Wednesday, September 30, 2009

"Honesty is the only way out"

These are the words my therapist said to me this morning, and they sit on my heart like a steel beam.

Tears rose in the absence of words to describe the gravity of what I felt as she said them. Inside I thought, "He is all I have and I'm all he's got. We are everything to each other. What a mess."

The "he" I was referring to was my husband, whose work is his "exit" from our intimacy and commitment to one another. My exit is sex and love with men who are married. In this way, we co-exist, quite painfully, but somewhat comfortably. Harville Hendrix, developer of IMAGO therapy, says until we both close up our exits, our relationship will always be damaged and never intimate.

My therapist says until I fully disclose to my husband the truths of my acting out, I will continue to use sex and love as a way of survival -- a way to avoid feelings that I now compartmentalize, feelings like guilt.

I had told her again, with tearful regret, that the reason I don't want to tell him that I have been beyond unfaithful in our marriage, is simply I don't want to ruin his life. I don't want to crush him with the truth. The truth seems so dangerous, so painful to me. It seems easier to carry it on my own, rather than think of shattering the spirit of yet another innocent victim of a horrible disease.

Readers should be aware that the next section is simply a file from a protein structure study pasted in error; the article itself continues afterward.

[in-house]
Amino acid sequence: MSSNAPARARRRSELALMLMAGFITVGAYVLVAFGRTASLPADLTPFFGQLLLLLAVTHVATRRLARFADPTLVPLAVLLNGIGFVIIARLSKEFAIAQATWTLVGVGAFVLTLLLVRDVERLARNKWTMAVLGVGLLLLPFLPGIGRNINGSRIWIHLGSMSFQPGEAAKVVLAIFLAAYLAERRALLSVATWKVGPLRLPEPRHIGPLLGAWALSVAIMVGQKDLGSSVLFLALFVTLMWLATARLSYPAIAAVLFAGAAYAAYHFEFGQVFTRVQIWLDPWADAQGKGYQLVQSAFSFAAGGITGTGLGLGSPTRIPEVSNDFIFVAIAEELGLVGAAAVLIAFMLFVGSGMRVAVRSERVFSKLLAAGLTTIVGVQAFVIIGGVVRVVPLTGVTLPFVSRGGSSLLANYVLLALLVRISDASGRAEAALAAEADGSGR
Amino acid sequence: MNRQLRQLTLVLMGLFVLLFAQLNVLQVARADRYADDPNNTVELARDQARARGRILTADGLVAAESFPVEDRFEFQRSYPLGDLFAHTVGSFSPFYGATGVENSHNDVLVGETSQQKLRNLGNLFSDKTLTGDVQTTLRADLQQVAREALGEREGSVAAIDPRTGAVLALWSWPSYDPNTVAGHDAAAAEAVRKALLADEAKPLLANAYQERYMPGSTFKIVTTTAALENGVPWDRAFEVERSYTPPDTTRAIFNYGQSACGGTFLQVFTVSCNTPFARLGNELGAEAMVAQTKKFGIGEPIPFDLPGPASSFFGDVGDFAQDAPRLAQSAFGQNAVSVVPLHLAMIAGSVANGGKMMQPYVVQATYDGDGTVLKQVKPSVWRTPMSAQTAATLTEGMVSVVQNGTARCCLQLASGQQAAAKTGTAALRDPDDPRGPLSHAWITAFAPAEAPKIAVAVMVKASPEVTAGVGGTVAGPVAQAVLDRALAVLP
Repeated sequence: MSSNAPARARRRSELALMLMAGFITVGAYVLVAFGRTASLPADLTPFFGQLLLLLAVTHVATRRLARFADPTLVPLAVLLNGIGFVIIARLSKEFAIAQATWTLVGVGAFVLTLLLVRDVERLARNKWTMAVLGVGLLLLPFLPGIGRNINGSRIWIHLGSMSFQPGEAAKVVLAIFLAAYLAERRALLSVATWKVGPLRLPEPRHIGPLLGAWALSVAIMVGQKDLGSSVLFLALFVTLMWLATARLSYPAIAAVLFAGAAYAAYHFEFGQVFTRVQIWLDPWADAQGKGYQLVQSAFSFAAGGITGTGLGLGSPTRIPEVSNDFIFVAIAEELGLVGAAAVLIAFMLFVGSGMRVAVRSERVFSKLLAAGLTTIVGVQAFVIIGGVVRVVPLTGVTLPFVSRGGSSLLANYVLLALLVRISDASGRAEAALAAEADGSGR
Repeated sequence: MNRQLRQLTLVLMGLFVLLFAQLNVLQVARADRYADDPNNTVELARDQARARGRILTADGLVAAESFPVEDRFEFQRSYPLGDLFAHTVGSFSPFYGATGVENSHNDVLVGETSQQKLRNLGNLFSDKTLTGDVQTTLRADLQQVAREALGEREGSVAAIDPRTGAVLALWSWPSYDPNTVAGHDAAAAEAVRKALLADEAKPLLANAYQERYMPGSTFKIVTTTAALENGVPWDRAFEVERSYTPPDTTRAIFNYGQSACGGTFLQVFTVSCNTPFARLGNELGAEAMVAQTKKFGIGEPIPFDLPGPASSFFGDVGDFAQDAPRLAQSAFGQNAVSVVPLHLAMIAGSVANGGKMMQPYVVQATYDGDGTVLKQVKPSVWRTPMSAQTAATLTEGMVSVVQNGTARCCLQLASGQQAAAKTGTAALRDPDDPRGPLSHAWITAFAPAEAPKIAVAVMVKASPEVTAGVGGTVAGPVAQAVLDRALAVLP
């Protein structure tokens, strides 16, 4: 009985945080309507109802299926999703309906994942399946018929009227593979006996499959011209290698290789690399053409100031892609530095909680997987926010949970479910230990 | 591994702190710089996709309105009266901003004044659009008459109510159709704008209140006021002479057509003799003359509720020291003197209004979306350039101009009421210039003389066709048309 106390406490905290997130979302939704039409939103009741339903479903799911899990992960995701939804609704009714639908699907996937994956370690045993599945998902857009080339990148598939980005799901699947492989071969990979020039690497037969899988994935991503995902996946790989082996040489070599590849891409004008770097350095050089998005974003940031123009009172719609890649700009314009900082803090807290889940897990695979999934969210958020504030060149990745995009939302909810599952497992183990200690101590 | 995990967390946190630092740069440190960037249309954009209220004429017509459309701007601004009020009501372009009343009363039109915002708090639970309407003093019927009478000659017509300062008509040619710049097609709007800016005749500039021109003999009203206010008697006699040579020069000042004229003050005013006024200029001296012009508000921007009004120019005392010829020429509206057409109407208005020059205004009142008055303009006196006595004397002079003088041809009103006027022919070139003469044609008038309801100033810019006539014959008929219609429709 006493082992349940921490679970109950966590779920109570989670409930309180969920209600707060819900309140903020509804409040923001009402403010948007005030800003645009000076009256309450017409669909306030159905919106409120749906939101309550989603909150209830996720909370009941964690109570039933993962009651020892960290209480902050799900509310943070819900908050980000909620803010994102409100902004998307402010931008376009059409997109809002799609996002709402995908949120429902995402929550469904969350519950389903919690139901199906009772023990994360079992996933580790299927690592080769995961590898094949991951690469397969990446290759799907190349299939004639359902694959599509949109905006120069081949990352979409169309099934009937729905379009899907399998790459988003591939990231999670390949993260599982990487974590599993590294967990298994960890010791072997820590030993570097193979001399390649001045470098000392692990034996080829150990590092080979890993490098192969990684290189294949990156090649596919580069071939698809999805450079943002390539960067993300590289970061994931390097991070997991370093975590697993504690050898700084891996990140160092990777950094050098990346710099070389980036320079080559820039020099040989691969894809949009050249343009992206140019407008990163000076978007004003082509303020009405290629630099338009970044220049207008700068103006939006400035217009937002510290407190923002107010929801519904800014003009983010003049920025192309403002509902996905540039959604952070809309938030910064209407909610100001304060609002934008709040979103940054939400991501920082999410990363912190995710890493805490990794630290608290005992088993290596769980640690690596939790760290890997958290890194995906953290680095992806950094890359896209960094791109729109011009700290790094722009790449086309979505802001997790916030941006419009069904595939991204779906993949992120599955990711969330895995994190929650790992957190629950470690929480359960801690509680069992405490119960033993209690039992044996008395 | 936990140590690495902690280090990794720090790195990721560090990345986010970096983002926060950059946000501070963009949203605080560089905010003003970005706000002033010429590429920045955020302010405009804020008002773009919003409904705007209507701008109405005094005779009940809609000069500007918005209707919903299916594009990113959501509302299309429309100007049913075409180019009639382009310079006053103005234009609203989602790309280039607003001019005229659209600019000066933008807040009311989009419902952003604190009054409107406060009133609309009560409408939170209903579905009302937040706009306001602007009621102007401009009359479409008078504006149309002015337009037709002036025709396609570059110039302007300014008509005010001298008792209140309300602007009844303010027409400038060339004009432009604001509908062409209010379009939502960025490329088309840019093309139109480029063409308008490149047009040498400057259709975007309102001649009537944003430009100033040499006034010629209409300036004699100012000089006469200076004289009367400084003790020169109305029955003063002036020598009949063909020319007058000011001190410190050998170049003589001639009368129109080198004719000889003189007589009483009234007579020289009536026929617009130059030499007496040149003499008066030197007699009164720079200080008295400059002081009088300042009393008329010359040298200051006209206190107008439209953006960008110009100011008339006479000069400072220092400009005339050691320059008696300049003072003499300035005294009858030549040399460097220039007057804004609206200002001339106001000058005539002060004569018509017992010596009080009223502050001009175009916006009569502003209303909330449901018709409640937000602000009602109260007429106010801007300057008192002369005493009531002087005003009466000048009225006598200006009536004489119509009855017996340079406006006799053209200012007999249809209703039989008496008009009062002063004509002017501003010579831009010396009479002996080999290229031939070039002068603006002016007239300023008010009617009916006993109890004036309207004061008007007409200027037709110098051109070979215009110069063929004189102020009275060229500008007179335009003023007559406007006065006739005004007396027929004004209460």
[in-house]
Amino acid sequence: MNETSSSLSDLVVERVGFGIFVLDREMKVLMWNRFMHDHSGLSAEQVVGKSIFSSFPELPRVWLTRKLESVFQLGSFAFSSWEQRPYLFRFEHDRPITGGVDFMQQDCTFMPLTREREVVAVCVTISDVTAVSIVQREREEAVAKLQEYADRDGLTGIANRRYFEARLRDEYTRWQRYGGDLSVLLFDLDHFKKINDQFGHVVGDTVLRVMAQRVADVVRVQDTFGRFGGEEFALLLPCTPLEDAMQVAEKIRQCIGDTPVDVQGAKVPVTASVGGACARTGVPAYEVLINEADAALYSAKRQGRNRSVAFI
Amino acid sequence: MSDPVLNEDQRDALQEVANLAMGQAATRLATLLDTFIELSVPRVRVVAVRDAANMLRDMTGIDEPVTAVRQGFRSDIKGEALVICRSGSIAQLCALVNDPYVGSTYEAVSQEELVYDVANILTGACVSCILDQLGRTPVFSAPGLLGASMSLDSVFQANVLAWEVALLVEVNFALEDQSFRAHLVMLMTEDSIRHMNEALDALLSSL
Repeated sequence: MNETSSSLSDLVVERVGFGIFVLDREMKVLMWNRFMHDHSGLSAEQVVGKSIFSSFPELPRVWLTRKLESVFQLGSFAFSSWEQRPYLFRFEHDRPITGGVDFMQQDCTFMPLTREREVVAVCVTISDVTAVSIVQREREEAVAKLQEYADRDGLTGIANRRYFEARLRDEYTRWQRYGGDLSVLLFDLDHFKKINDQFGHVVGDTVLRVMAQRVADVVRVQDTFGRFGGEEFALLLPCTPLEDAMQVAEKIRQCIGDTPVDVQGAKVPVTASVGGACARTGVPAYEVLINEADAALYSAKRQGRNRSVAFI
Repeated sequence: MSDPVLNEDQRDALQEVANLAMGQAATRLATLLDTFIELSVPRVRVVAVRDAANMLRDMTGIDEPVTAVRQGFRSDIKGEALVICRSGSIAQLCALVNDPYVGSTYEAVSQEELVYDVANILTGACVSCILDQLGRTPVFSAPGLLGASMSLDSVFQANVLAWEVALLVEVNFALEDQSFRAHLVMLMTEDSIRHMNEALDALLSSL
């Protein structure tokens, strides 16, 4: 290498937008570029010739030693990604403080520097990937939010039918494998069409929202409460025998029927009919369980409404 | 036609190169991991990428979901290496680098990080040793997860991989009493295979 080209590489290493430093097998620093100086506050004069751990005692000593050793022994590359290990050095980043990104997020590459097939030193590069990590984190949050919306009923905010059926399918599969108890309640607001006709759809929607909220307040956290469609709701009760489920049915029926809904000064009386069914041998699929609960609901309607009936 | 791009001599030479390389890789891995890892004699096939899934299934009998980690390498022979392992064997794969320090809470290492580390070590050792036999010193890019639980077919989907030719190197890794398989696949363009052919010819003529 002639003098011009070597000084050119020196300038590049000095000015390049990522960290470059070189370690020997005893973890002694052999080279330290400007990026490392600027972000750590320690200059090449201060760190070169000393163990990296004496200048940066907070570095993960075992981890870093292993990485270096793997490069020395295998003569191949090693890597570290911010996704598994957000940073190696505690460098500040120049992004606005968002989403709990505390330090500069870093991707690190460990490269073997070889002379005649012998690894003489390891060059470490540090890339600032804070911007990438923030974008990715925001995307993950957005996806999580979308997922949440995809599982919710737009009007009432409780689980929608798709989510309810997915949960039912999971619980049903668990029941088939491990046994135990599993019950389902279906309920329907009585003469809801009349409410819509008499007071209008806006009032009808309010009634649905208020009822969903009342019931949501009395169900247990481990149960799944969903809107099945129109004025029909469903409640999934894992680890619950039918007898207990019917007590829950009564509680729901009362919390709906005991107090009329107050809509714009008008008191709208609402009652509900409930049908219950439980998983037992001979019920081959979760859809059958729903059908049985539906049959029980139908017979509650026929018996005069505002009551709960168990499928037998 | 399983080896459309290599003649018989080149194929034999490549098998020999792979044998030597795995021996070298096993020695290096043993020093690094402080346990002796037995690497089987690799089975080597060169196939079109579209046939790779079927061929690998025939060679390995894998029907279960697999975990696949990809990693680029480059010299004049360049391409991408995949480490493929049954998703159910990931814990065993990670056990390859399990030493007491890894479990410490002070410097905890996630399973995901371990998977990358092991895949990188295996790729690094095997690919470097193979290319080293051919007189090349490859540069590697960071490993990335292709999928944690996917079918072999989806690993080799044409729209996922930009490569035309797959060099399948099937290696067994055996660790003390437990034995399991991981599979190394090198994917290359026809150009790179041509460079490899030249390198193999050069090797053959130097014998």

Still, she says, "Honesty is the only way out."

I am not hurting enough yet to be honest, she said. I can act out and say that it felt good and let the addiction wash away the painful truths of my deception.

She asks me how guilty I would feel if my husband had walked into the room the last time I acted out. I couldn't even bring the image into my mind. When I think about the reality of actually experiencing all the guilt that I have not felt while engaging in sexual and love relationships with other men, I honestly think I could not endure it. She says that enduring the guilt will set me free.

"So, what," I ask her, "I self-inflict the pain of the guilt by disclosure in order to heal myself, while I ruin his life?"

"Yes," was her response, adding that the truth comes out one way or another, whether we reveal it or not.

I argued with her ... people are and have been having affairs for centuries and taking the truth to their graves.

Yes, but to what cost? Living in painful marriages without the freedom of true intimacy, she responded.

I told her I heard what she was saying and even believed it to be true, but I know that I am not willing to be honest with my husband about how many horrible deeds of transgression I have done in our marriage without his knowledge. I simply am not willing to hurt him that way.

Pray for the willingness, she said.

I'm afraid I'm going to have to pray for the willingness to pray for the willingness.

It is not for selfish reasons that I don't want to disclose, I told her. But she challenged me. You don't want to feel the guilt.

When I think of that guilt and what it would be like to feel it, she's right. I don't want to feel it, and I feel certain it would destroy me.